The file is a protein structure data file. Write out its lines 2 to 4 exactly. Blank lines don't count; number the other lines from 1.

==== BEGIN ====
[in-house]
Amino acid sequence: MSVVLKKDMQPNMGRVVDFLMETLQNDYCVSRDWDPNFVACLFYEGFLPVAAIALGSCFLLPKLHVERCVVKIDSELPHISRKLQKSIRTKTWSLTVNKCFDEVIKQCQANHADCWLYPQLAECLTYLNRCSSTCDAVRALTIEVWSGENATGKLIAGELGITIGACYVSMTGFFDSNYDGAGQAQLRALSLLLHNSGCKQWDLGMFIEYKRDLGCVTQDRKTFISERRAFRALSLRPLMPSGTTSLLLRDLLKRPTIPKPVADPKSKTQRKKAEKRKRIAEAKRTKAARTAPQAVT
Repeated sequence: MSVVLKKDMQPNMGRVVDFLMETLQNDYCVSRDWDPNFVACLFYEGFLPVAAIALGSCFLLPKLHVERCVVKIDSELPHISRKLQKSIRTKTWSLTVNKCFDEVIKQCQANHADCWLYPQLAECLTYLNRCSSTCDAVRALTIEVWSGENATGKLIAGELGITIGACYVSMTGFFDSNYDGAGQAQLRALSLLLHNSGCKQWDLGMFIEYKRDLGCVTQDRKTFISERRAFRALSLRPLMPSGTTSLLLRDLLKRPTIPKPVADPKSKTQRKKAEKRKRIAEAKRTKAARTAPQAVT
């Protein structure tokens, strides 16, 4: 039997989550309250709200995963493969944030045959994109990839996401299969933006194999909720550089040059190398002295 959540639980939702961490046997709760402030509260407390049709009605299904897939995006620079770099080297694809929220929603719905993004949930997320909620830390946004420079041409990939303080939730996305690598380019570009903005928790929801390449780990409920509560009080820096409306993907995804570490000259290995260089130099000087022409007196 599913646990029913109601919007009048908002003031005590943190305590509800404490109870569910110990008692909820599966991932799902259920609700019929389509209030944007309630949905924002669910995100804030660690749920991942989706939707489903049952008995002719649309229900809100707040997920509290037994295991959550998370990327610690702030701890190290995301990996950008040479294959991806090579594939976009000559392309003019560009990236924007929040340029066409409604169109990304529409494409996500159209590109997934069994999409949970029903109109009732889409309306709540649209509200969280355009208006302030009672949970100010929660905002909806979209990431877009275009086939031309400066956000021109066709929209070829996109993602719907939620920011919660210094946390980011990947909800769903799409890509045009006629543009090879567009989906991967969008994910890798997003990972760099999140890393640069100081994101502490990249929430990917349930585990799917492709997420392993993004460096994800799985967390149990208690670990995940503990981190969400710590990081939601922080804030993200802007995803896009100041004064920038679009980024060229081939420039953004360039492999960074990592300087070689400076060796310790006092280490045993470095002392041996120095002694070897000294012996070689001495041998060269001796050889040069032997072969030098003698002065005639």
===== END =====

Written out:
Amino acid sequence: MSVVLKKDMQPNMGRVVDFLMETLQNDYCVSRDWDPNFVACLFYEGFLPVAAIALGSCFLLPKLHVERCVVKIDSELPHISRKLQKSIRTKTWSLTVNKCFDEVIKQCQANHADCWLYPQLAECLTYLNRCSSTCDAVRALTIEVWSGENATGKLIAGELGITIGACYVSMTGFFDSNYDGAGQAQLRALSLLLHNSGCKQWDLGMFIEYKRDLGCVTQDRKTFISERRAFRALSLRPLMPSGTTSLLLRDLLKRPTIPKPVADPKSKTQRKKAEKRKRIAEAKRTKAARTAPQAVT
Repeated sequence: MSVVLKKDMQPNMGRVVDFLMETLQNDYCVSRDWDPNFVACLFYEGFLPVAAIALGSCFLLPKLHVERCVVKIDSELPHISRKLQKSIRTKTWSLTVNKCFDEVIKQCQANHADCWLYPQLAECLTYLNRCSSTCDAVRALTIEVWSGENATGKLIAGELGITIGACYVSMTGFFDSNYDGAGQAQLRALSLLLHNSGCKQWDLGMFIEYKRDLGCVTQDRKTFISERRAFRALSLRPLMPSGTTSLLLRDLLKRPTIPKPVADPKSKTQRKKAEKRKRIAEAKRTKAARTAPQAVT
């Protein structure tokens, strides 16, 4: 039997989550309250709200995963493969944030045959994109990839996401299969933006194999909720550089040059190398002295 959540639980939702961490046997709760402030509260407390049709009605299904897939995006620079770099080297694809929220929603719905993004949930997320909620830390946004420079041409990939303080939730996305690598380019570009903005928790929801390449780990409920509560009080820096409306993907995804570490000259290995260089130099000087022409007196 599913646990029913109601919007009048908002003031005590943190305590509800404490109870569910110990008692909820599966991932799902259920609700019929389509209030944007309630949905924002669910995100804030660690749920991942989706939707489903049952008995002719649309229900809100707040997920509290037994295991959550998370990327610690702030701890190290995301990996950008040479294959991806090579594939976009000559392309003019560009990236924007929040340029066409409604169109990304529409494409996500159209590109997934069994999409949970029903109109009732889409309306709540649209509200969280355009208006302030009672949970100010929660905002909806979209990431877009275009086939031309400066956000021109066709929209070829996109993602719907939620920011919660210094946390980011990947909800769903799409890509045009006629543009090879567009989906991967969008994910890798997003990972760099999140890393640069100081994101502490990249929430990917349930585990799917492709997420392993993004460096994800799985967390149990208690670990995940503990981190969400710590990081939601922080804030993200802007995803896009100041004064920038679009980024060229081939420039953004360039492999960074990592300087070689400076060796310790006092280490045993470095002392041996120095002694070897000294012996070689001495041998060269001796050889040069032997072969030098003698002065005639």